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I am a retired Professional Hunter. I shot 410 big game animals with the same rifle. Many hundred more with a variety of rifles, shotguns, handguns, archery equipment, etc. Have witnesses somewhere in the neighborhood of 8000 animals get shot. Before laser range-finders (about 2005 for me) I have a mere guess at the actual range. No way to say to what extent my guess is accurate. I want to know how the other posters know the shot distance to everything they've killed without that technology. With a rangefinder I have shot one animal at 735 yards and several so close the rangefinder didn't register (I'd say 2 or 3 yards). I have a booklet called "1000 Tags Filled". The author recorded every shot taken by clients over many years and 1000 shots. The shot distance was determined from either pacing off and back-tracking from place of shot to place of impact, or determined with a laser rangefinder. There were shots from a few yards to over 500-yards. What's the difference? (No disrespect, what are you trying to determine?) First, this is a traditional muzzleloader forum so information outside those parameters is supposed to be off-limits unless there is a direct correlation to ML info. Then, if you shoot further away are you less of a hunter, or more of a marksman? Not sure what the point of this thread is....
 

R.J.Bruce

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The purpose of the thread was to illustrate that a patched ball is a more than sufficient means to hunt with as far as muzzleloading arms are concerned. Within the ranges that most muzzleloading hunters here, and I suspect in the entire United States as well, shoot their big game, a conical bullet in a sabot is unnecessary for either the claimed range benefit, or the supposed higher foot pounds of energy delivered.

The patched ball has always been, in my opinion, sufficient for the task at hand. From my beginnings in 1971, I have never felt undergunned with a .45 caliber flintlock longrifle, as opposed to a modern bolt-action rifle.
 

PastorB

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80%+ within 40 yards, 95% within 100 yards. Even in open terrain, I strive to put myself where a close shot will present itself. I've seen so many fellas get the latest and greatest unmentionables that shoot a bullets at 3400fps, but they can't hit a deer sized target at 80 yards from a rest. Get close and put the ball/bullet where it needs to go.
 
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When I first started taking big game/making meat with a muzzleloader, my average shot distance was 80 yards to 100 yards. After hunting and using a muzzleloader for nearly 3.5 decades...I tend to take big game at 20 yards or less. Elk usually at 10 to 20 yards, deer at 20 yards to 30 yards.

It's been a fun ride....
 

Howie1968

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Since the advent of, and rise in popularity of, the inline muzzleloading rifle, if one listened to the gun writers, and their constant drivel; you would be hard-pressed to believe that anything but a modern inline m-l rifle shooting a light-for-caliber bullet out of a plastic sabot was capable of humanely harvesting North American big game animals.

It is my contention, as it was Jack O'Connor's, that the vast majority of all species of North American big game animals are killed within 150 yards. If you want to use the metric system, then 150 meters (165 yards).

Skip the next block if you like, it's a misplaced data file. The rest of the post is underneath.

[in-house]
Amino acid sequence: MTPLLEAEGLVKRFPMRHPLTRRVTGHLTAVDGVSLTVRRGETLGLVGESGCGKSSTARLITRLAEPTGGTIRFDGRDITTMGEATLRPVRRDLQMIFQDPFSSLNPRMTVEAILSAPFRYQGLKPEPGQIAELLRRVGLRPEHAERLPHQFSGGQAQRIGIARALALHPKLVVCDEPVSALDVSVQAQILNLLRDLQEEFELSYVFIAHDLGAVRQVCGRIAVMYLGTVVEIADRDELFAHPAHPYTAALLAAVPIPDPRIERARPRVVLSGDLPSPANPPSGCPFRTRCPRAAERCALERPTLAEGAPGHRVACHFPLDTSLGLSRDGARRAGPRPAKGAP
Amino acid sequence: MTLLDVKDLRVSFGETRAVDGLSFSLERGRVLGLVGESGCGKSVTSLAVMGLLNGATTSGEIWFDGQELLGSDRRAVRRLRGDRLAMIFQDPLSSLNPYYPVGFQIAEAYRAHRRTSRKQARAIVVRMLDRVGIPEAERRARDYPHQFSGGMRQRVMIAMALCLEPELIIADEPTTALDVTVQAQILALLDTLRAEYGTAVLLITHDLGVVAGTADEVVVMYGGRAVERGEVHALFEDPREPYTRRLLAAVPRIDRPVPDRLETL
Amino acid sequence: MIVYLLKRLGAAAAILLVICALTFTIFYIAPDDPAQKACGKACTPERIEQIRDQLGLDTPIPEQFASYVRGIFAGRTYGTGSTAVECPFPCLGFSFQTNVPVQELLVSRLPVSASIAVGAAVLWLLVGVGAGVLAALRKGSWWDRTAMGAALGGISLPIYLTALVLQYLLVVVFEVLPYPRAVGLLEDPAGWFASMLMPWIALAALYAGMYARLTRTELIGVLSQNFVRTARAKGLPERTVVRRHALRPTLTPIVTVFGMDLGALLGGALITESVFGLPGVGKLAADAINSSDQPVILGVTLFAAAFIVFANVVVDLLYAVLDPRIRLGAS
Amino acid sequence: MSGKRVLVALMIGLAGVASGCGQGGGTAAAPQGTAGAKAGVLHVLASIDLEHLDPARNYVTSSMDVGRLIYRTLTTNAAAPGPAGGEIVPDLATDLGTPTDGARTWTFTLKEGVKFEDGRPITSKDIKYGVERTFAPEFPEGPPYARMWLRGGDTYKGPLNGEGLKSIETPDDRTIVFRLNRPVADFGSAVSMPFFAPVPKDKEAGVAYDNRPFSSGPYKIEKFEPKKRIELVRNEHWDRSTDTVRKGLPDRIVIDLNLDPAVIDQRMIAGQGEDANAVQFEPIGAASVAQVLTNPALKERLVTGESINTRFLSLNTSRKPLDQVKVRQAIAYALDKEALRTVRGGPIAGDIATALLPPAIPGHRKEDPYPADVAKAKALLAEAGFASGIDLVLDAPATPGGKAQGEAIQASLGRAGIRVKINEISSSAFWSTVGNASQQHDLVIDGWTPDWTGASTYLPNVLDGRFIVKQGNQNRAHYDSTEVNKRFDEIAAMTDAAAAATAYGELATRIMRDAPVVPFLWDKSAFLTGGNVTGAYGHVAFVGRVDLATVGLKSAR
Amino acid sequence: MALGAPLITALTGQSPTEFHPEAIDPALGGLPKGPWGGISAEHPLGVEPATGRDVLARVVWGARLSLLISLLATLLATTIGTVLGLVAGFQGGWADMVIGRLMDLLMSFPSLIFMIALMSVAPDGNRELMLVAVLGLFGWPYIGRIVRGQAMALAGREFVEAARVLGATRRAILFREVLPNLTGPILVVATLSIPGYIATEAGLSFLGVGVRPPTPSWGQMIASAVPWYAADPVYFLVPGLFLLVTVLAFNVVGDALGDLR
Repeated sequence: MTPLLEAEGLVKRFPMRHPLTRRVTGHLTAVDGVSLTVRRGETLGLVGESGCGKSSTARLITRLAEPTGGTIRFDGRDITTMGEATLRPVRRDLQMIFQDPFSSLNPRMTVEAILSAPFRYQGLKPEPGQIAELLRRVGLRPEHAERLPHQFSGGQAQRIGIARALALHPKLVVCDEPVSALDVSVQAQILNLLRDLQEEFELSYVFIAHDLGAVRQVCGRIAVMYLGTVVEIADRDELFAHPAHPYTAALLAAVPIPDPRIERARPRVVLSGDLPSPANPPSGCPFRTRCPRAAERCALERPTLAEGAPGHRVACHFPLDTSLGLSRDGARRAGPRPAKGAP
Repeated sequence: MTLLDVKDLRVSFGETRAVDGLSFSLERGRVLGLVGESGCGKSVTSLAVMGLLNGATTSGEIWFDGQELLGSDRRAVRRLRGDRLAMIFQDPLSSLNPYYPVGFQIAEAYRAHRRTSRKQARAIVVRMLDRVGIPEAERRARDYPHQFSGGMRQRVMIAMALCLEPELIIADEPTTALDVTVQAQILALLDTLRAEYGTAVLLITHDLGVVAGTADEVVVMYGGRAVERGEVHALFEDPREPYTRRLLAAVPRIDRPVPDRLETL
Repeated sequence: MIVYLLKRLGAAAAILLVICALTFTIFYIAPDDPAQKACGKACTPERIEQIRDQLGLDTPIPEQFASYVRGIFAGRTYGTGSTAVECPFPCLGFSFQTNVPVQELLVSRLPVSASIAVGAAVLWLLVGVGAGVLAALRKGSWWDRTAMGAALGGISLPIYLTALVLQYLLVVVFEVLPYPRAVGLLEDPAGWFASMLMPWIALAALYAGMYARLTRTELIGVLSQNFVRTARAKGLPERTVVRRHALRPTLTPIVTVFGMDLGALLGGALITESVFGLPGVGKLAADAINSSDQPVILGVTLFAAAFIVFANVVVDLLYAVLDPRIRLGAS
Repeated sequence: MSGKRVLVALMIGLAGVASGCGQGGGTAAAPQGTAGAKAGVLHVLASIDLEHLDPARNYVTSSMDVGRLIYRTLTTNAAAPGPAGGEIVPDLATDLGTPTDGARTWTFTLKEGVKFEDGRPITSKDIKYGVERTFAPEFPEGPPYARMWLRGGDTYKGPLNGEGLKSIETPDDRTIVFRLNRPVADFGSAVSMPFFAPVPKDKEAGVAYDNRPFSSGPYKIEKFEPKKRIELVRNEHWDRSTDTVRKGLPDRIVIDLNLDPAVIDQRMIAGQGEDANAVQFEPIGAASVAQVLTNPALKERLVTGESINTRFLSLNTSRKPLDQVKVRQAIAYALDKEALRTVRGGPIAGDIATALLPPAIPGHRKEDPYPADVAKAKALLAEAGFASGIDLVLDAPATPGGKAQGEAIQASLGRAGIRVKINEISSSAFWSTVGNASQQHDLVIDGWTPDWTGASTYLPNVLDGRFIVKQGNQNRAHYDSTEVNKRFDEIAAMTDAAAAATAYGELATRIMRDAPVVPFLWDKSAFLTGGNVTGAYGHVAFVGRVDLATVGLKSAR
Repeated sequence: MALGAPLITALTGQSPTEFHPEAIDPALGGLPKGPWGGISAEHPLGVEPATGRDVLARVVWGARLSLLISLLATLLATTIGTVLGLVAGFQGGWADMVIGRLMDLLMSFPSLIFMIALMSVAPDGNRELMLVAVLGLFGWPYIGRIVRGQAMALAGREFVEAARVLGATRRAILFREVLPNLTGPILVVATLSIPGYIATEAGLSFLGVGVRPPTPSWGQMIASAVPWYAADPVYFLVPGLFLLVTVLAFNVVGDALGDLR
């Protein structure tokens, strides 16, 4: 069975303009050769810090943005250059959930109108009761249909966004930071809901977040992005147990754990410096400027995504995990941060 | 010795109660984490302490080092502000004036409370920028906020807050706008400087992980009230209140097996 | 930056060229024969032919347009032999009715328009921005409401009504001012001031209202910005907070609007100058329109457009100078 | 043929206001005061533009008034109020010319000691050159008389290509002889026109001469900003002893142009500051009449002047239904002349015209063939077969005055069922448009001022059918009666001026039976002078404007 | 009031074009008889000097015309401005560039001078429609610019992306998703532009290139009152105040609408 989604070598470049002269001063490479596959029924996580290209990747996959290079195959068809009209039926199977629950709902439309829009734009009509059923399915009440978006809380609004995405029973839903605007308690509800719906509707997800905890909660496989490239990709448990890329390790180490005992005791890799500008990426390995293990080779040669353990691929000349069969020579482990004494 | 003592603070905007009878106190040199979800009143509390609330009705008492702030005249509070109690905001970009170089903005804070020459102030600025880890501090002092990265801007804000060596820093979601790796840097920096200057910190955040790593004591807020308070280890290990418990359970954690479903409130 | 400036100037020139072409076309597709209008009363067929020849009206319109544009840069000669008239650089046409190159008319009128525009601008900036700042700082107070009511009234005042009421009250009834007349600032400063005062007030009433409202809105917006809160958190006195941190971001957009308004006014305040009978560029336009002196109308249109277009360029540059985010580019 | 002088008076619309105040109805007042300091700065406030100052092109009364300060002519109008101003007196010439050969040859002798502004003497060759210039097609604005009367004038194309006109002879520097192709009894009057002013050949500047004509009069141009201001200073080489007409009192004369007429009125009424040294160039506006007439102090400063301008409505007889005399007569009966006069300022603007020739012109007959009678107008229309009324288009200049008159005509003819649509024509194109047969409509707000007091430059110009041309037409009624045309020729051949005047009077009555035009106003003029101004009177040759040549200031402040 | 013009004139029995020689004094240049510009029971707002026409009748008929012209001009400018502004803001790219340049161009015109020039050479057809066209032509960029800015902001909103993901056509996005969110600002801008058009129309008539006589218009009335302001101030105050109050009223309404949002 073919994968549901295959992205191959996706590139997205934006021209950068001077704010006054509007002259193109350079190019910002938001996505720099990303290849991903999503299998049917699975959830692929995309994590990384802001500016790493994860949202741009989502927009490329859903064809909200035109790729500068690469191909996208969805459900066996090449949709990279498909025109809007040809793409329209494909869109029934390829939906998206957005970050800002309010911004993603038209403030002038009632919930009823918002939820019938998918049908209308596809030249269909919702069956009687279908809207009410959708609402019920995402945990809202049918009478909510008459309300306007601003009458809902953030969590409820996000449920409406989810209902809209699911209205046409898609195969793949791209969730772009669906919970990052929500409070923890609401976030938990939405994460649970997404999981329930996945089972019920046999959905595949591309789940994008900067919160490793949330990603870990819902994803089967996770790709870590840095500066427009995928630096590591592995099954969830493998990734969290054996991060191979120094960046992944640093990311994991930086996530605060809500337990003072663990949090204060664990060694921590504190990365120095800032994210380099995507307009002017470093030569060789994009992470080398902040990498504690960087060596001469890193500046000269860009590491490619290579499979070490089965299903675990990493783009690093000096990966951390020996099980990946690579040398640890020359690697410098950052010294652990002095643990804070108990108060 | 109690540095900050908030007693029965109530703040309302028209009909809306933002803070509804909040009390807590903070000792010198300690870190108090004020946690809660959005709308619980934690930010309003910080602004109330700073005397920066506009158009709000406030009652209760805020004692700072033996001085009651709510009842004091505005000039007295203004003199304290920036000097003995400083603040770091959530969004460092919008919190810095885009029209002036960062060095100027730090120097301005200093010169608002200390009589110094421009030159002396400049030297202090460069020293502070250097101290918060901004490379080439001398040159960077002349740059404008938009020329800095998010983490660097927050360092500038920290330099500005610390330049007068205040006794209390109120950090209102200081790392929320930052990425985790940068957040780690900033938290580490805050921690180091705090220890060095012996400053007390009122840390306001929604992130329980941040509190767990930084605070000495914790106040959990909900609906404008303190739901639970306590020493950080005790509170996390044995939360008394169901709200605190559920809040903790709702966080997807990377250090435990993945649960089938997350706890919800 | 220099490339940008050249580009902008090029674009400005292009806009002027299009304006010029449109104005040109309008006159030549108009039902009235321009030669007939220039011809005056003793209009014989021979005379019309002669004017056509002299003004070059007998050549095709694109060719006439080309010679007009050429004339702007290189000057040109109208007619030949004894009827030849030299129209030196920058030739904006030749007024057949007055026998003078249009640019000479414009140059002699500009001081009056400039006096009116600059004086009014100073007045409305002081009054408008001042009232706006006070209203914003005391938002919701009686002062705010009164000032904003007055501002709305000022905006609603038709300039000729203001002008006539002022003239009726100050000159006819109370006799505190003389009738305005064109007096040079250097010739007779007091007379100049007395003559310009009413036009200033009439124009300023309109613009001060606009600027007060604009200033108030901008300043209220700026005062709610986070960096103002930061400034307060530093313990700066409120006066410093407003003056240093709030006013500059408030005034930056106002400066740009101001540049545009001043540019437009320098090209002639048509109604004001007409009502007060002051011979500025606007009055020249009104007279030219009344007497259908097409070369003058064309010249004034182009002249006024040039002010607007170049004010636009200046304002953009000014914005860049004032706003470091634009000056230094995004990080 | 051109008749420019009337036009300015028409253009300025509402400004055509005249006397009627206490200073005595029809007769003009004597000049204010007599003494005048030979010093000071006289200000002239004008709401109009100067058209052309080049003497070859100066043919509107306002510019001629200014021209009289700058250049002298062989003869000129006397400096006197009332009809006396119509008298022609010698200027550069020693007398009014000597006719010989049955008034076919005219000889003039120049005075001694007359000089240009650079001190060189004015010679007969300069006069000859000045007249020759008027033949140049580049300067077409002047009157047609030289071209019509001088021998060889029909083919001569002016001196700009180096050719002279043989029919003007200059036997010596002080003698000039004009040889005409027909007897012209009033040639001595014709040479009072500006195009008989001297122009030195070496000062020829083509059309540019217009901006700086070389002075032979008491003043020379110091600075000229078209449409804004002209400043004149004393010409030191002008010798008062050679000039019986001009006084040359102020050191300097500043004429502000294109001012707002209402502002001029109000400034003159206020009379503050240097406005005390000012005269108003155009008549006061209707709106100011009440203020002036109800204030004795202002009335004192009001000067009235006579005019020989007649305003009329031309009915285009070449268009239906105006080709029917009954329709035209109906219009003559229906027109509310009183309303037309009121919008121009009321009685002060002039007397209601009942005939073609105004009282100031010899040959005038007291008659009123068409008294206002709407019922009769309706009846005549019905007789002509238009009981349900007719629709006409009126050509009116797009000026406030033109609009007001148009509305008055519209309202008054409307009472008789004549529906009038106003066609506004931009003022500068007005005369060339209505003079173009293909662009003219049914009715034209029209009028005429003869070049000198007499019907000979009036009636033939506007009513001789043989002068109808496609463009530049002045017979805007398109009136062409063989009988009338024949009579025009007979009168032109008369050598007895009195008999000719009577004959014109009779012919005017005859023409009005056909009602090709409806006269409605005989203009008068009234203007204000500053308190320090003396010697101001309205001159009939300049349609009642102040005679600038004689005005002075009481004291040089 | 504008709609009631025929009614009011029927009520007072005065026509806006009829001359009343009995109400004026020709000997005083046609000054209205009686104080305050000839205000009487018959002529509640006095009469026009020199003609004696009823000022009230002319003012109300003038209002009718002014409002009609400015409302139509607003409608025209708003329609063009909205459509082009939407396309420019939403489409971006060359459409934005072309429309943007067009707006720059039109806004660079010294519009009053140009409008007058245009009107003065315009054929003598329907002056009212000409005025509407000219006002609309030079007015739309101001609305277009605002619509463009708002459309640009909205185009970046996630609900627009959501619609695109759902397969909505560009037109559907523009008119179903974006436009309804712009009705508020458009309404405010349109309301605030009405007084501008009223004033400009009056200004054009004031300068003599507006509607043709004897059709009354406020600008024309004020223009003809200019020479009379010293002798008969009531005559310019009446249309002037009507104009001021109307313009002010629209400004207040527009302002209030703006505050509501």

If I had to make an educated guess, I would say that at least half of those 150 yard shots are under 100 yards.

This means that there is no reason that a muzzleloading firearm cannot be used to humanely kill any big game species in North America. And, as far as I am concerned, with a patched ball of at least .45 caliber. If you can own two rifles, then a .45 caliber, and a .58 caliber will humanely kill everything but the big bears.

Feral hogs
Javelina
Brocket deer
Whitetail deer
Mule deer
Coues deer
Blacktail deer
Sitka deer
Keys deer
Caribou
Moose
Sika deer
Elk
Bison
Musk ox
Coyote
Wolf
Black bear
Bobcat
Canadian lynx
Oceolot
Mountain lion
Dall sheep
Desert Bighorn sheep
Rocky Mountain Bighorn sheep
Stone sheep
Mountain goat
Pronghorn antelope

The three exceptions that I might posit are the polar bear, the coastal grizzly bear (brown bear), and the inland grizzly bear. Not because a muzzleloading rifle is incapable of killing them in the hands of a very competent, fit, calm-minded hunter; but because there are better weapons choices to make for hunting animals that are apex predators with little fear of man. That will WILLINGLY, and EASILY kill you.

And, because most states won't allow a hunter to take a double-barrelled, muzzleloading rifle into the field during hunting season. And, if I was going to hunt a grizzly bear, then I would want the muzzleloading equivalent of an African, double-barrelled, big bore, cartridge rifle in my hands to do so.

So, in YOUR hunting lifetime, at what ranges have you generally shot your big game animals?

Thanks for your replies.
30 yards and under longest muzzleloader shot was 30 yards and ive killed a ton of pigs
 

Walkingeagle

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I am a retired Professional Hunter. I shot 410 big game animals with the same rifle. Many hundred more with a variety of rifles, shotguns, handguns, archery equipment, etc. Have witnesses somewhere in the neighborhood of 8000 animals get shot. Before laser range-finders (about 2005 for me) I have a mere guess at the actual range. No way to say to what extent my guess is accurate. I want to know how the other posters know the shot distance to everything they've killed without that technology. With a rangefinder I have shot one animal at 735 yards and several so close the rangefinder didn't register (I'd say 2 or 3 yards). I have a booklet called "1000 Tags Filled". The author recorded every shot taken by clients over many years and 1000 shots. The shot distance was determined from either pacing off and back-tracking from place of shot to place of impact, or determined with a laser rangefinder. There were shots from a few yards to over 500-yards. What's the difference? (No disrespect, what are you trying to determine?) First, this is a traditional muzzleloader forum so information outside those parameters is supposed to be off-limits unless there is a direct correlation to ML info. Then, if you shoot further away are you less of a hunter, or more of a marksman? Not sure what the point of this thread is....
In a big field you have the option of using a odometer in your truck to check what the distance was after the shot. Before the shot? Well that comes from lots of experience.
Walk
 

anthonycrocker25

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Canadian whitetail 350 yards, Maine whitetail 260 yards all others under 100 rifle handgun 25yards moose 50 yds or less, Bears 50 or less turkeys 65 yds longest alot less.